What could be faster than sending letters via snail mail? It's coming on 1 December!
Snail mail going to people deployed to Afghanistan could flow a little quicker starting next month.
The U.S. Army is spending $500,000 to launch HooahMail, a service starting Dec. 1 in which family and friends can send letters electronically to anyone serving in Afghanistan, Bill Hilsher, the Army’s postal program manager, said.
Participants can register immediately online to have some personal letters delivered in as little as 24 hours – a far cry from the roughly 14 days it now can take, Hilsher said. And it’s free.
Here’s how it works: Family and friends set up an account viaHOOAH MAIL and enter the recipient’s information and downrange mailing address. With the push of the “send” button, encrypted letters are sent to the servers of designated machines in one of 10 locations in Afghanistan. At least once a day, Army postal clerks switch on the machines, which print, fold and seal the letters in addressed envelopes for delivery through the in-country military postal system.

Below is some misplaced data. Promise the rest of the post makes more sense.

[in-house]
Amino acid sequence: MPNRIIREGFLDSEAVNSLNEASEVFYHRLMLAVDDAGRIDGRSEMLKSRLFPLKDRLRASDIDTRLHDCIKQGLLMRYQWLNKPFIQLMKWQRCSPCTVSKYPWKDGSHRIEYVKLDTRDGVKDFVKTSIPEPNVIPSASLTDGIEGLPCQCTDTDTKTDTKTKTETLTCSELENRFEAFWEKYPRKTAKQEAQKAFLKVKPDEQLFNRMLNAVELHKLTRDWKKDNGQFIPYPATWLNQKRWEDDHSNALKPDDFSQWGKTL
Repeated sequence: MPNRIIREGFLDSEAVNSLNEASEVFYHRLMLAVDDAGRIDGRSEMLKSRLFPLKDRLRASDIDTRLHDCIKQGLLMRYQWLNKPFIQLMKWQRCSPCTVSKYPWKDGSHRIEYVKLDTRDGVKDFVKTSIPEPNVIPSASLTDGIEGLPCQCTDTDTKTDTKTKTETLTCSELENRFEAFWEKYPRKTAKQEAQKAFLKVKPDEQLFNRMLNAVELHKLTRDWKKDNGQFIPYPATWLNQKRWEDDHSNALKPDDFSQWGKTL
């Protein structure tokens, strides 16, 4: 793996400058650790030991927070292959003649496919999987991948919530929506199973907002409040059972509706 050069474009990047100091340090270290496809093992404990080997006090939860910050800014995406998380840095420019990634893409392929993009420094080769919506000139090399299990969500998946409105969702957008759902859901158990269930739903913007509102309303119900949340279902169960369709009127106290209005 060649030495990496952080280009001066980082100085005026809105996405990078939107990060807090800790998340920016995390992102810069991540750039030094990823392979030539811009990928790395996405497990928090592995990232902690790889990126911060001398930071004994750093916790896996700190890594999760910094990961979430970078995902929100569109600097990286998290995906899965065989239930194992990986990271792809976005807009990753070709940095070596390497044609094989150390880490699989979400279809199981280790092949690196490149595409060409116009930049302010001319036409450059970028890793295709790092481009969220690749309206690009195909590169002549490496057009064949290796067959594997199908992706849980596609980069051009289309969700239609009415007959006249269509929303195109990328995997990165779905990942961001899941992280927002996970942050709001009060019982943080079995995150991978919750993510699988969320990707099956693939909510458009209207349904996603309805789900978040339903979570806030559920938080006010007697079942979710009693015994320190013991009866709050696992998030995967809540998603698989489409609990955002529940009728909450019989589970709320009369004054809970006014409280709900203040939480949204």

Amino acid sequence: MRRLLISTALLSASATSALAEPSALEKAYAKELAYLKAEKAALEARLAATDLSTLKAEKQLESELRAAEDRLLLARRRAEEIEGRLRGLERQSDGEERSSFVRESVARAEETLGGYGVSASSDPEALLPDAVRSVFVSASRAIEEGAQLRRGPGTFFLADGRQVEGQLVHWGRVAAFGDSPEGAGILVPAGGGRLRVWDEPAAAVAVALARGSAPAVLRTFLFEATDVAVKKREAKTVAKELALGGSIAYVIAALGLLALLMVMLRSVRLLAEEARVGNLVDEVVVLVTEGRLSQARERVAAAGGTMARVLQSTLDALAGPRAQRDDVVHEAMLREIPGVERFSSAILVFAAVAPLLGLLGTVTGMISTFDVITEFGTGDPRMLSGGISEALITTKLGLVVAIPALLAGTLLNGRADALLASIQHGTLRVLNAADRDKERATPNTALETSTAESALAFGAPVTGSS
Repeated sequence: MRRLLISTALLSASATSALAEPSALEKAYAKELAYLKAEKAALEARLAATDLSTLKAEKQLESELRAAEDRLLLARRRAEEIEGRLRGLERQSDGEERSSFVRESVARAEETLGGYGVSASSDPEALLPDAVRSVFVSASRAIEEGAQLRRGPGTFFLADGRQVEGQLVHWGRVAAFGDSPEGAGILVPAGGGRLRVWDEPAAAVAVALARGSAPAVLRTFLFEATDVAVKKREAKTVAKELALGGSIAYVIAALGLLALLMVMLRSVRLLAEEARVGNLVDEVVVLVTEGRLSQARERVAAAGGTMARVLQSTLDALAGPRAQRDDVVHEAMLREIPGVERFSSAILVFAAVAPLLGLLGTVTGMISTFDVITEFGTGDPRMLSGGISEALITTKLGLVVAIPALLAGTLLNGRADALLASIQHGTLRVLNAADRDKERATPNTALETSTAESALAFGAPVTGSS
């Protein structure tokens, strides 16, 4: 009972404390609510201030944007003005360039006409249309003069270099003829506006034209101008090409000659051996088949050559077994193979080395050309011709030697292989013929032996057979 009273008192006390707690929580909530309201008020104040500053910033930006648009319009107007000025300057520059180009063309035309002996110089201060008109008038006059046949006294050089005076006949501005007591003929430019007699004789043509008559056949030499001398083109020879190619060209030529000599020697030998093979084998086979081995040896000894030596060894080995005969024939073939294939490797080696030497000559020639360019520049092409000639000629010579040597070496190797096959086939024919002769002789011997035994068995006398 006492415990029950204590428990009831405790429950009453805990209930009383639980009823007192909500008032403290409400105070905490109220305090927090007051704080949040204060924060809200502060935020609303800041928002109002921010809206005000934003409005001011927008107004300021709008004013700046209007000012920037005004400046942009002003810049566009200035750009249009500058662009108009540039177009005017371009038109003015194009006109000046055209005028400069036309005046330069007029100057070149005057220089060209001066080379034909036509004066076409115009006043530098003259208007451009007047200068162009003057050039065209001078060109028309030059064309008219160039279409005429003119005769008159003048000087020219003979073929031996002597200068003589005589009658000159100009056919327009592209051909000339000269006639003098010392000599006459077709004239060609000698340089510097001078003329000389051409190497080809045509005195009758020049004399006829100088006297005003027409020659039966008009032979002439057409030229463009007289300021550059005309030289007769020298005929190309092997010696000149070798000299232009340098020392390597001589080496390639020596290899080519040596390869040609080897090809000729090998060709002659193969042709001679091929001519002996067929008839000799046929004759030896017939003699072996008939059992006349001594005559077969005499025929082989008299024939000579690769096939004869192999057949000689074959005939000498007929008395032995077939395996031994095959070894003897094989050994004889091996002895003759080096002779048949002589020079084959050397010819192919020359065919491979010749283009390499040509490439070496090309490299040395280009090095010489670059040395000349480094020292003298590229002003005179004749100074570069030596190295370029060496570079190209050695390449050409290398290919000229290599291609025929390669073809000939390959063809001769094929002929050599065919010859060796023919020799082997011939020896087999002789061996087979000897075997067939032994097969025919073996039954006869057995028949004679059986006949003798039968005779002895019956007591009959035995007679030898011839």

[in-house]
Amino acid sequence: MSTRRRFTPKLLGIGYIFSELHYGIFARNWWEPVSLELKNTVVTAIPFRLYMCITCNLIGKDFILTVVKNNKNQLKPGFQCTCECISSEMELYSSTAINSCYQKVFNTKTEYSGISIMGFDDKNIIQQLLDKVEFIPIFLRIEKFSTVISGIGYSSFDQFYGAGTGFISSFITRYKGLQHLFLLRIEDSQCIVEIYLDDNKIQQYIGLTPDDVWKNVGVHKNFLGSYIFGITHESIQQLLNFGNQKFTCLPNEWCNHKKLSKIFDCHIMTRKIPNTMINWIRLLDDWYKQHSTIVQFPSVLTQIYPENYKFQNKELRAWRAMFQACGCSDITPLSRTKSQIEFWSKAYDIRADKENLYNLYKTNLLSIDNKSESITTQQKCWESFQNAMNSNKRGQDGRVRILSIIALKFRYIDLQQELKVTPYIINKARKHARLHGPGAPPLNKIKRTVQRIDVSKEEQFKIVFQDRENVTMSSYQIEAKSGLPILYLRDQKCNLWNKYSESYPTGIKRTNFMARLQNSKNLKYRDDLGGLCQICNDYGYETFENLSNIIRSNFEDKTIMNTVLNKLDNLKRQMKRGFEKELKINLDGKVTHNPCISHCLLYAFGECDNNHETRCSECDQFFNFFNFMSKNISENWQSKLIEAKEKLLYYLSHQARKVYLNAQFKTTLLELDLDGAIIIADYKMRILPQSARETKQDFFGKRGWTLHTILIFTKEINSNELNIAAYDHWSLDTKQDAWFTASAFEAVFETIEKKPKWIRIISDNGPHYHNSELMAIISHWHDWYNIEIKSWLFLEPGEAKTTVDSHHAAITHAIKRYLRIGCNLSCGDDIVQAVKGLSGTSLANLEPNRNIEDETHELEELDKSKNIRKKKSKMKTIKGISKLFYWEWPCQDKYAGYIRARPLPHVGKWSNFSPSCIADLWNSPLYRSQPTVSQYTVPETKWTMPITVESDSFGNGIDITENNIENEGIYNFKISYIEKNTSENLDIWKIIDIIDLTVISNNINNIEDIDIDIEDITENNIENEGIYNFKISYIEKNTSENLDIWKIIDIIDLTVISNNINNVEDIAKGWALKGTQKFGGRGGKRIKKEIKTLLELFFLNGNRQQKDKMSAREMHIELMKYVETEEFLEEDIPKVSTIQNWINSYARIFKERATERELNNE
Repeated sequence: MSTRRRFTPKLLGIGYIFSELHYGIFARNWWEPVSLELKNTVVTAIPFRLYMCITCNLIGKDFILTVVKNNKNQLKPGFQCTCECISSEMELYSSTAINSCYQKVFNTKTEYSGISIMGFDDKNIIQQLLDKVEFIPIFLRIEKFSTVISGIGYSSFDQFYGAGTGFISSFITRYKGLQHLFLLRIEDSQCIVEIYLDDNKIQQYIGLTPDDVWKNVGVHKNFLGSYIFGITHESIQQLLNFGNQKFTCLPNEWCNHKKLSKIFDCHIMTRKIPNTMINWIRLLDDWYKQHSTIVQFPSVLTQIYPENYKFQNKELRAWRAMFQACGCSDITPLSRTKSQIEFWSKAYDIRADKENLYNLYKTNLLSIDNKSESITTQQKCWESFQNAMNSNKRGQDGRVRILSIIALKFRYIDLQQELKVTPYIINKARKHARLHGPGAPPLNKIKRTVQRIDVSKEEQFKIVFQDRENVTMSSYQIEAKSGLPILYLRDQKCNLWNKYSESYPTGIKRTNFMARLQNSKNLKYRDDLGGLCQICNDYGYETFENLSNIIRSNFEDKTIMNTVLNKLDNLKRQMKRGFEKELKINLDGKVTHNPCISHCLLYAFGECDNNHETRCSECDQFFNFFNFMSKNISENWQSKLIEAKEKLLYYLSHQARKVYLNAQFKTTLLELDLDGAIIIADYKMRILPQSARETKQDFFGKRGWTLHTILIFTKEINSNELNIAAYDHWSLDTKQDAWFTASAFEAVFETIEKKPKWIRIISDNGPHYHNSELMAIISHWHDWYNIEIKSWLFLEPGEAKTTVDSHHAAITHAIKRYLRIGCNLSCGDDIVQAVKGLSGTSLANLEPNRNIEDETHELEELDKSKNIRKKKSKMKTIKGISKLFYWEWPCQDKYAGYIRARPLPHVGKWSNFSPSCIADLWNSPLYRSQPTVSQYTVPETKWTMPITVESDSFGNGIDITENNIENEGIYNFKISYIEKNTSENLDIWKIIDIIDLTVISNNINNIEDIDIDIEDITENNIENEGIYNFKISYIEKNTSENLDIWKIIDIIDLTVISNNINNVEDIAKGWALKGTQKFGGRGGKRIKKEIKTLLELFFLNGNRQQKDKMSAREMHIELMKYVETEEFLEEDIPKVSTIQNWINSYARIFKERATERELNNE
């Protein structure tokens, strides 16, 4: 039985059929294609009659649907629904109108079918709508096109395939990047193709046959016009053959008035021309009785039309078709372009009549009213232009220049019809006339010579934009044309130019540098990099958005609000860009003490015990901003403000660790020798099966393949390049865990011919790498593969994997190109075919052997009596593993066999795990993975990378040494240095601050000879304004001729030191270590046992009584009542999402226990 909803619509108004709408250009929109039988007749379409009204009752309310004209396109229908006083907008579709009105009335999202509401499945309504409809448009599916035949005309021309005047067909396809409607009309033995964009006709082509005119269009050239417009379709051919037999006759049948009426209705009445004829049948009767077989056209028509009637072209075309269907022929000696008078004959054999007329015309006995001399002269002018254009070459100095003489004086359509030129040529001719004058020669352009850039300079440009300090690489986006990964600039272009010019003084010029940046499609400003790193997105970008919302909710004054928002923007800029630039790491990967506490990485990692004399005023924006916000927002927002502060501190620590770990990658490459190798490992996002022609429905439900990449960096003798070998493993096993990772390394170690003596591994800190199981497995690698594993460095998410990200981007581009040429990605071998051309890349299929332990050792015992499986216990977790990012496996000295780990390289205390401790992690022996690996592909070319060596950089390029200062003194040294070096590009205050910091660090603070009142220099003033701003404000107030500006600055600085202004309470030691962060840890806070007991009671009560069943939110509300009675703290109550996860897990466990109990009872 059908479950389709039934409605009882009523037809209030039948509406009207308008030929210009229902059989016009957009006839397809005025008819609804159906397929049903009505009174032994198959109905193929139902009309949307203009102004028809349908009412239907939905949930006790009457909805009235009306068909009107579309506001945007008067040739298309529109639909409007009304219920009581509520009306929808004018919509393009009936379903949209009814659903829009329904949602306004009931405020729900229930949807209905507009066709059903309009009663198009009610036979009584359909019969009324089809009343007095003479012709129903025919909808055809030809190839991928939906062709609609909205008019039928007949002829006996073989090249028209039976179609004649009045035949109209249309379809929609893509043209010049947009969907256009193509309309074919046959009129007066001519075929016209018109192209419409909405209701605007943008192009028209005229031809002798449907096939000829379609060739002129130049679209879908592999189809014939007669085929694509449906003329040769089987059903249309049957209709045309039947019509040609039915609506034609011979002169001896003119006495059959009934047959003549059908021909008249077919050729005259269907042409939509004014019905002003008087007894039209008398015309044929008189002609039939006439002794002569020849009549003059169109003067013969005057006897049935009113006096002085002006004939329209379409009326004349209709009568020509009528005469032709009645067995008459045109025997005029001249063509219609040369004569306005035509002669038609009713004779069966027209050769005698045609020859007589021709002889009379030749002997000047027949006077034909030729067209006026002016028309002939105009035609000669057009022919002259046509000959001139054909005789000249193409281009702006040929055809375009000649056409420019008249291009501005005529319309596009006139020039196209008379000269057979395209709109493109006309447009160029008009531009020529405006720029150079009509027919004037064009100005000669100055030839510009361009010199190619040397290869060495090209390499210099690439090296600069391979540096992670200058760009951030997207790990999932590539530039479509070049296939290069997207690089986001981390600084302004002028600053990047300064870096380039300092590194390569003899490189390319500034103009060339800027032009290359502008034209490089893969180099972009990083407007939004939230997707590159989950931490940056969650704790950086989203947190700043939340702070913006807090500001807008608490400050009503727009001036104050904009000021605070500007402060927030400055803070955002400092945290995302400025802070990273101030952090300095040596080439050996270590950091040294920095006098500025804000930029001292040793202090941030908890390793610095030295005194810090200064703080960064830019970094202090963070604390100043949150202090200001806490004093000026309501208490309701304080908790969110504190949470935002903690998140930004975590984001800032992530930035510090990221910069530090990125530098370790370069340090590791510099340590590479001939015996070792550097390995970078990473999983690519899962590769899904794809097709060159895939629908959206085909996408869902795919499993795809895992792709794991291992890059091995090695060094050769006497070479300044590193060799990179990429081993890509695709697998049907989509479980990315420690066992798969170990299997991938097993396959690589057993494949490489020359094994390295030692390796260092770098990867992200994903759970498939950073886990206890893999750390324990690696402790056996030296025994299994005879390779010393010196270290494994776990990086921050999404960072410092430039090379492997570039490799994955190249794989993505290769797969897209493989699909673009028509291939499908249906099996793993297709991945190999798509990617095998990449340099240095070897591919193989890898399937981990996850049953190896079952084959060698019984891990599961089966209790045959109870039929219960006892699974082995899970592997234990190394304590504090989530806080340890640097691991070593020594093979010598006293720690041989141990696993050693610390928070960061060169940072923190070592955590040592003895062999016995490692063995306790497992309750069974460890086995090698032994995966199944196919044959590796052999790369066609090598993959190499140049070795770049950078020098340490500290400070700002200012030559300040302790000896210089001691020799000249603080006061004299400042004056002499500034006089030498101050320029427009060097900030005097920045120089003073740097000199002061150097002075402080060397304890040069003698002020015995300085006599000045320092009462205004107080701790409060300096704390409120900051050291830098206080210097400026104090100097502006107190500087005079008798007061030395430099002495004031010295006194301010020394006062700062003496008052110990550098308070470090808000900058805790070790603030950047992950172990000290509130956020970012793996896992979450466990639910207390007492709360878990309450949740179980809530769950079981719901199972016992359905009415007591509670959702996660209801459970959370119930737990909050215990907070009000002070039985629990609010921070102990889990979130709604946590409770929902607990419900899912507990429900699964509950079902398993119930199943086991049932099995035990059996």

“At no time while the postal soldier is downloading the message can the message be read,” ensuring privacy, Hilsher said. Writers can also send one photograph, which will be printed in black and white.
The machines, at 220-pounds, can be airdropped to any site. They will be placed at Bagram and Kandahar air fields, and the remote outposts of Forward Operating Bases Najil, Mace, Zio Haq, Carwile, Sweeney and Bushmaster. Two more will be placed at bases yet to be determined.
Apart from the main hubs of Bagram and Kandahar, Army officials selected the bases where troops were “having the most difficulty getting traditional mail, or FOBS that don’t have Internet cafes or only one or two Internet connections … used for missions only,” Hilsher said.
The system could reduce delivery time in some cases from two weeks to same- or next-day service, with an average of four days to all other locations in Afghanistan, said Lt. Col. Charles Moose, spokesman for U.S. Army Human Resources Command.
The Army’s HooahMail follows a similar program, calledMoto Mail (short for Motivational Mail), which the U.S. Marine Corps started in 2004 for its servicemembers deployed to Iraq.
Hilsher couldn’t say why it’s taken the Army so long to follow suit, other than to say that the Army’s program has been in the planning stages for two years.
“The Army is much larger with a lot more troops,” Hilsher said. “We’re coming onboard with it now.”
There are no plans to introduce the service for Army troops in Iraq.
HooahMail is a one-way service from family and friends to soldiers, Moose said. Troops in Afghanistan won’t be able to use the system to send letters home.